The Plague

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The Black Death caused a widespread death rate over the eastern and western parts of Europe during the fourteenth century. Not only did the Black Death take a devastating toll on human life, it also played an important role in shaping European life in years to come.

The Black Death came in three forms, the bubonic, pneumonic, and septicemic. Each form killed people in it’s own vicious way. All forms were caused by a bacterium called Yersinia pestis. The most commonly seen form was the bubonic plague. The death rate was thirty to seventy five percent. The symptoms were inflamed lymph nodes, armpits, neck and groin. The victims were subjected to headache, nausea, aching joints, and fever of 101- 105 degrees, vomiting, and a general feeling of illness (The Black Death). Symptoms usually took one to seven days to appear.

The second most common form of the Black Death was the pneumonic plague; the victims often died before they could reach other places. The pneumonic plague mainly attacked the lungs. Symptoms included slimy sputum tinted with blood. (Sputum is saliva mixed with mucus exerted from the respiratory system.) The death rate was ninety to ninety five percent. Symptoms took one to seven days to appear.

The rarest form of the Black Death was the septicemic plague. The death rate was close to one hundred percent. The symptoms were high fever, and skin turning deep shades of purple, due to respiratory failure. Victims usually died the first day the symptoms appeared.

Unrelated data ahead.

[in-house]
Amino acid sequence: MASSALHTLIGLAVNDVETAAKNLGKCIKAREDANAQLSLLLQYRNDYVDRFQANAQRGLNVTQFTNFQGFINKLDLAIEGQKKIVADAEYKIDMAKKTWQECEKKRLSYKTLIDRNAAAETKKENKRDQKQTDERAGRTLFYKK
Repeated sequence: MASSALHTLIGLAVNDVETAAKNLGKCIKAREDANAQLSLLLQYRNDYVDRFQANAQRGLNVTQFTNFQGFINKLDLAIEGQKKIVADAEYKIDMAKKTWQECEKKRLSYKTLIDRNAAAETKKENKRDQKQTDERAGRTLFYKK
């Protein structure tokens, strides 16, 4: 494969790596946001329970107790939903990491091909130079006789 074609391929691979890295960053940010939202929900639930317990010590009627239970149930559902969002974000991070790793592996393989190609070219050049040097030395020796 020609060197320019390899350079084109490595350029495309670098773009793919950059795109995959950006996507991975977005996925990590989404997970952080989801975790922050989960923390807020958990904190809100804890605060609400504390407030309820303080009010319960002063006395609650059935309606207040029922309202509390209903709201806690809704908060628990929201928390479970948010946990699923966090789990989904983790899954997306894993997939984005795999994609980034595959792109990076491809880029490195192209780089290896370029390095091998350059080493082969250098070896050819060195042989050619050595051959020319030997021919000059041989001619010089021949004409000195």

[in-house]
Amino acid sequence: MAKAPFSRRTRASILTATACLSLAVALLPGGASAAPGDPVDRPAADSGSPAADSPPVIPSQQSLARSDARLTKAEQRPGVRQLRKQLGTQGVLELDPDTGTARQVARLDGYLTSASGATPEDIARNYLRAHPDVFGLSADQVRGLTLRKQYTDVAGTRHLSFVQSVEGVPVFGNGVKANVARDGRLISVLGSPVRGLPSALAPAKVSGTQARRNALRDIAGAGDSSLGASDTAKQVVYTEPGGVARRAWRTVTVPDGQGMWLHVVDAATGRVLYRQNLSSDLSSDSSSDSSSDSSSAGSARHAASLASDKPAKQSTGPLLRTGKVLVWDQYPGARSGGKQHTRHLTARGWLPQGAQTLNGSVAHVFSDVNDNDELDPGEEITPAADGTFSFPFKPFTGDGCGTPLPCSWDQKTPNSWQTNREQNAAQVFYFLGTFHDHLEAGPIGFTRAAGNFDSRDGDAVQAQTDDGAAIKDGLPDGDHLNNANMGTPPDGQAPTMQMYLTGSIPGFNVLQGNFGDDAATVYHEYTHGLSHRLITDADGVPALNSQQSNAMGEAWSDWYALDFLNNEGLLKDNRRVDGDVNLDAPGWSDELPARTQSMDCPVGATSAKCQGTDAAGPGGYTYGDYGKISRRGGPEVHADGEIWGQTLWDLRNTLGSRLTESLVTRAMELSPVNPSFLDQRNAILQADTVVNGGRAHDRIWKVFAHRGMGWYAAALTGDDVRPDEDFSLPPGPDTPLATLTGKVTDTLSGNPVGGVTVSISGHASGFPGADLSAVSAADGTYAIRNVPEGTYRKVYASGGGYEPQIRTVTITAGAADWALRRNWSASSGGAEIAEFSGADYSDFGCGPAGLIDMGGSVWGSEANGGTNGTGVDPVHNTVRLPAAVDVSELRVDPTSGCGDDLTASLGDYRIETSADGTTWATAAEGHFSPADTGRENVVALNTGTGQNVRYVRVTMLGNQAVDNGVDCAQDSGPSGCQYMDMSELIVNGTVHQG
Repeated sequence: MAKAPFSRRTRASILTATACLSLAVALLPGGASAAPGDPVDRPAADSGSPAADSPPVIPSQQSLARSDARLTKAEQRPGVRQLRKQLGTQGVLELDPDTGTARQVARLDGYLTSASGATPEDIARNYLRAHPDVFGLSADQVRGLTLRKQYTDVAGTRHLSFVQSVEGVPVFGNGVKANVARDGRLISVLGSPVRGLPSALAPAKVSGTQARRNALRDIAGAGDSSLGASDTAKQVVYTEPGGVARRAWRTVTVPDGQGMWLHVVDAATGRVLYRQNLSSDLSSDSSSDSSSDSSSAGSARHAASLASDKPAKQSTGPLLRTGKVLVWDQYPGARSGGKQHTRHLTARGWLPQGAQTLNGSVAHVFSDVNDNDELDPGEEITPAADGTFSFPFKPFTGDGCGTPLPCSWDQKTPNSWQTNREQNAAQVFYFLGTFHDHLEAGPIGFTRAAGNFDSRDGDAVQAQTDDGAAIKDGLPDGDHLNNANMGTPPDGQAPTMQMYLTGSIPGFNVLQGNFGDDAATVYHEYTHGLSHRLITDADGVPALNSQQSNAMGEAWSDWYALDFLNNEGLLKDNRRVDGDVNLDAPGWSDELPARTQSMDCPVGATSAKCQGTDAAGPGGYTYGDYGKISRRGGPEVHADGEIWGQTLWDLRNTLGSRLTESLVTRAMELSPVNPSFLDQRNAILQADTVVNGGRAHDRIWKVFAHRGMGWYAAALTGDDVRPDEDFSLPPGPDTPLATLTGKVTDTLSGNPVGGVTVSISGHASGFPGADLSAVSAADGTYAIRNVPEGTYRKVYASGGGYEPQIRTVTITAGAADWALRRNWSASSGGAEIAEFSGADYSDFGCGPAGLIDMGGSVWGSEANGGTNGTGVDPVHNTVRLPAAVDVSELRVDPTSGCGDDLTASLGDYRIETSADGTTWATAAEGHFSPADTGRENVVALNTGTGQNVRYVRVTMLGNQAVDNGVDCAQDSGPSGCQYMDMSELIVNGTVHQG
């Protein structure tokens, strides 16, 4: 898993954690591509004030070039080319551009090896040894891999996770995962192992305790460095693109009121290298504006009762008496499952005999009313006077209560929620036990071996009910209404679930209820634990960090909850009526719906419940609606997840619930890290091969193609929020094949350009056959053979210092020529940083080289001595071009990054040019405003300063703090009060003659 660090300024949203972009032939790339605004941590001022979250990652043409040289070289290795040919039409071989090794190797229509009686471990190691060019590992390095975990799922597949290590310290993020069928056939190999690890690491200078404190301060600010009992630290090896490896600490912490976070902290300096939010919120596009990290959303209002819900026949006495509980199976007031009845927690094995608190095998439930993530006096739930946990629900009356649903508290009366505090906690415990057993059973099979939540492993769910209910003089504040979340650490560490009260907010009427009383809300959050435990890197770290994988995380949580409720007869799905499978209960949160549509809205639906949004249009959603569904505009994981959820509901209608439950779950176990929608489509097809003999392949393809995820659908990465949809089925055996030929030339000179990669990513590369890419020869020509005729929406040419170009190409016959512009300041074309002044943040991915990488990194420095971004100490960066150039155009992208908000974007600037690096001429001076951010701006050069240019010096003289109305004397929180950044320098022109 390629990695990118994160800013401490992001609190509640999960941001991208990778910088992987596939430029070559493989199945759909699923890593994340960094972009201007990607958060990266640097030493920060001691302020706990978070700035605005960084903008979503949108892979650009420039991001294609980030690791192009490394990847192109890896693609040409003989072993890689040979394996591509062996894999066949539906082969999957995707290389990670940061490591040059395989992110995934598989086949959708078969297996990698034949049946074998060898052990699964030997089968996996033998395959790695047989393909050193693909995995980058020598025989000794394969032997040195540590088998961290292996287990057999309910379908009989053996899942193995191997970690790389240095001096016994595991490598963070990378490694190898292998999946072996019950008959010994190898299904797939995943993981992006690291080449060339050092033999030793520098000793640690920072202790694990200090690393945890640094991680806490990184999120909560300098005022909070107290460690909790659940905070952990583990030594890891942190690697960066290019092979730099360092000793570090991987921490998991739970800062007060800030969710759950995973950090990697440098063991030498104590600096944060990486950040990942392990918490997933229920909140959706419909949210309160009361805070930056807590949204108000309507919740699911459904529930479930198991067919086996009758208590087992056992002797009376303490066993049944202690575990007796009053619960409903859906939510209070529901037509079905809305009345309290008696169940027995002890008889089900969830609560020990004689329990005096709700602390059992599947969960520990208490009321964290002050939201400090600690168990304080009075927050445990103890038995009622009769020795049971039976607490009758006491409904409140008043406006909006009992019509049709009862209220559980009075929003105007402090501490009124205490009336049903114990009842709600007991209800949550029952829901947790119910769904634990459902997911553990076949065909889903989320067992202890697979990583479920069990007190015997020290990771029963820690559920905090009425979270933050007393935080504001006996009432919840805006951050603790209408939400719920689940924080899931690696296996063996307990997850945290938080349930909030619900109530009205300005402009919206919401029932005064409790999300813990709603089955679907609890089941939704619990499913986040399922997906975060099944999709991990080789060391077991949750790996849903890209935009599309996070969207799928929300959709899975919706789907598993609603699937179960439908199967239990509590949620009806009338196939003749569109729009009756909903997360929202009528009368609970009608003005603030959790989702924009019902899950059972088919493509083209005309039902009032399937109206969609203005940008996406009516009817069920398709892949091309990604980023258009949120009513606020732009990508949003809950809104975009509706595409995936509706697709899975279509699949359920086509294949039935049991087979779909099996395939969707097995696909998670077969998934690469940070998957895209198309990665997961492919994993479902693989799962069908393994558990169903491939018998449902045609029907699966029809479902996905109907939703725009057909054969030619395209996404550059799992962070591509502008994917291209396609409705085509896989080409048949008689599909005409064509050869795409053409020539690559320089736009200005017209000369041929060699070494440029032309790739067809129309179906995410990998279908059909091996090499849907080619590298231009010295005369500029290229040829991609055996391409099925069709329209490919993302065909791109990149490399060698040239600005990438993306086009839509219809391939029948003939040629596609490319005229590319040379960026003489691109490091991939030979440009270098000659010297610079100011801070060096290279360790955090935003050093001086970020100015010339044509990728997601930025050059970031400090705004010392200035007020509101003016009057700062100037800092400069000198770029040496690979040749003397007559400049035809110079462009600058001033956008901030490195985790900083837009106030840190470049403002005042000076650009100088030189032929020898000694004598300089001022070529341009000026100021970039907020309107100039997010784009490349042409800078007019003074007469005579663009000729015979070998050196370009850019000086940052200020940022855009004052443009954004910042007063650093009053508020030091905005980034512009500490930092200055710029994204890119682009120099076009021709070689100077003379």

The disease was spread through an infectious fever caused by the Yersinia pestis, passed on by the rat flea. The infection spread to anyone that had contact with the diseased. The infected found themselves pierced by a pain throughout their whole body. Soon after they developed on their thighs or the upper arms a lump the size of a walnut which some people called them “burn boils.” This then pierced them until the patient violently began vomiting blood. The vomiting of blood persisted without stopping for three days, which didn’t give the victims any time to heal their wounds. Swellings continued to expand until they eventually exploded, with death following immediately after. The whole process from transmission to death usually lasted three or four days. The plague was deathly terrifying to have and to witness, the terrible pain and the bizarre appearance both made the plague especially terrifying. People could not only get infected through the transmission of the disease but by talking to the sick touching them or any of their things.

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